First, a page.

Book Review: Your Brain on Exercise

The gist of the book is – the way human beings evolved means that doing excessive exercise does more harm than good, and while doing aerobic exercise improves the cardiovascular health, and doing weight lifting improves the muscles and bones, there are no good correlations between exercise and brain health specifically.

What's really interesting was to know that brain specifically, and every other organ in the body generally, gets damaged by free radicals (Reactive Oxygen Species in the book). And while ROS are generated all the time in the body, their numbers go up with excessive exercise:

  1. We burn more Oxygen while exercising,
  2. Post-exercise we tend to eat more, sometimes to the tune of ~1000 extra calories, and burning this excess food burns more Oxygen.

The author argues that while excessive exercising doesn't make you sharp, being obese definitely makes your brain dull. And keeping fat away from the body can be achieved by moderate levels of exercise, moving more, and eating less.

How this compares to Outlive?

At the outset, the author called out that the studies correlating brain health with exercise suffer from biases. And the devil is in the details. Currently the culture is very much behind the idea that doing a ton of exercise makes us healthy. Couldn't this book be considered another meta-research which goes against the culture; couldn't it have it's own biases? I'm not sure.

Recently I finished Outlive (1)Attia, P. (2023). Outlive: The Science and Art of Longevity. , where Dr. Attia also supports having a good active lifestyle. His definition of active is slightly different though. Having suffered a lot of injuries by doing excessive sports like biking, swimming, weight lifting, in the book he recommends exercising in moderation.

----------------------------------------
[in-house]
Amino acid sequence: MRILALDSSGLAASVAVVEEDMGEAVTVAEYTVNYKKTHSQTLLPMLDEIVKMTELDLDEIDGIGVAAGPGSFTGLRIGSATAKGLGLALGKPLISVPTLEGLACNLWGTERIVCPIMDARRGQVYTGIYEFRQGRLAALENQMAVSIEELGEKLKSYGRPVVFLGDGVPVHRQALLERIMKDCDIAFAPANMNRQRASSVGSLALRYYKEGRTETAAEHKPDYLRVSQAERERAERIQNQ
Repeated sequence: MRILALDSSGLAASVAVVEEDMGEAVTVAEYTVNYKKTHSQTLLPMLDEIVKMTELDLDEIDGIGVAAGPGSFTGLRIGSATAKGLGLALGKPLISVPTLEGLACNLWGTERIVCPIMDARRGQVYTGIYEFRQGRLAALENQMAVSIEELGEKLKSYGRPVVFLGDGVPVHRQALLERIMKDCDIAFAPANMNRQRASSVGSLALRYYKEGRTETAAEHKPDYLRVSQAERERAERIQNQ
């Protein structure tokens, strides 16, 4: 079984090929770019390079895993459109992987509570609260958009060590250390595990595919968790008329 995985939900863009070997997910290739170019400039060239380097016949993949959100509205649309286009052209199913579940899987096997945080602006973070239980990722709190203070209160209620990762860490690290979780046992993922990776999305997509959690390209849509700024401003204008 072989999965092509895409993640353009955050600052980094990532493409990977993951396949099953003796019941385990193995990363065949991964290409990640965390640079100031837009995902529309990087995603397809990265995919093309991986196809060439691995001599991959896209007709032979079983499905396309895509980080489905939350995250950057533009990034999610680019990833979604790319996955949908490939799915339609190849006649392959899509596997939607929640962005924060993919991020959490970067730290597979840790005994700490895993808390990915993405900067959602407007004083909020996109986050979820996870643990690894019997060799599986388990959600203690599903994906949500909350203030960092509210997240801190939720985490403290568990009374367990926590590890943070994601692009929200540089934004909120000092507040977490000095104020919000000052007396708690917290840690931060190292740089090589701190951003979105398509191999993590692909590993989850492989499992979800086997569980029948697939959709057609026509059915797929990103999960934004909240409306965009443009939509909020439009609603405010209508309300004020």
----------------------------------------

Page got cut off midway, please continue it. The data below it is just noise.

While both the authors say that the literature is inconclusive, they still say it's inconclusive about different things. In Outlive, Dr. Attia says we can't really say anything for sure when it comes to diet, but exercise still is supposed to have a very tight positive correlation with healthspan. This book, on the other hand, says that the medical literature is, either inconclusive for exercise, or, at best, concludes that excessive exercise is bad.

Where both of these books have an overlap is the Zone-2 training. For cardiovascular exercise, Outlive suggests to do a majority of it in Zone2, and only once a week 30 mins of Zone4 (sprinting, biking, rowing). The moderation that this book defines is either walking in the woods, or exercising till point amel where you can talk but not sing.

Another interesting callout of this book is the fact that once you've got medical conditions like Alzheimer's or Parkinsons, starting exercise won't help you. This notion is also supported in Outlive where exercise is like a retirement account, and any additional muscle and VO2Max that you add helps during the retirement.

The points where these books diverge is that in this book ROS (and Oxygen) are seen as entirely evil entities. Having extra muscles is also going to burn more oxygen, and therefore produce more free radicals, and therefore cause more harm than good. Humans can live upto 117, but since we burn oxygen in our body, we die much early instead. But Outlive shows a positive correlation between VO2Max (the Oxygen that we burn at a maximum degree) and healthspan in the later decades of life (there was an old gentleman who improved his biking times in his eighties).

This book was a pretty nice read, and the fact that this comes from a neuroscientist means that he knows what he's talking about. It also has some sane overlaps with Outlive (although not too much of an overlap with The Comfort Crisis). Does that mean that I can take it a bit easy with my exercise routine? Maybe!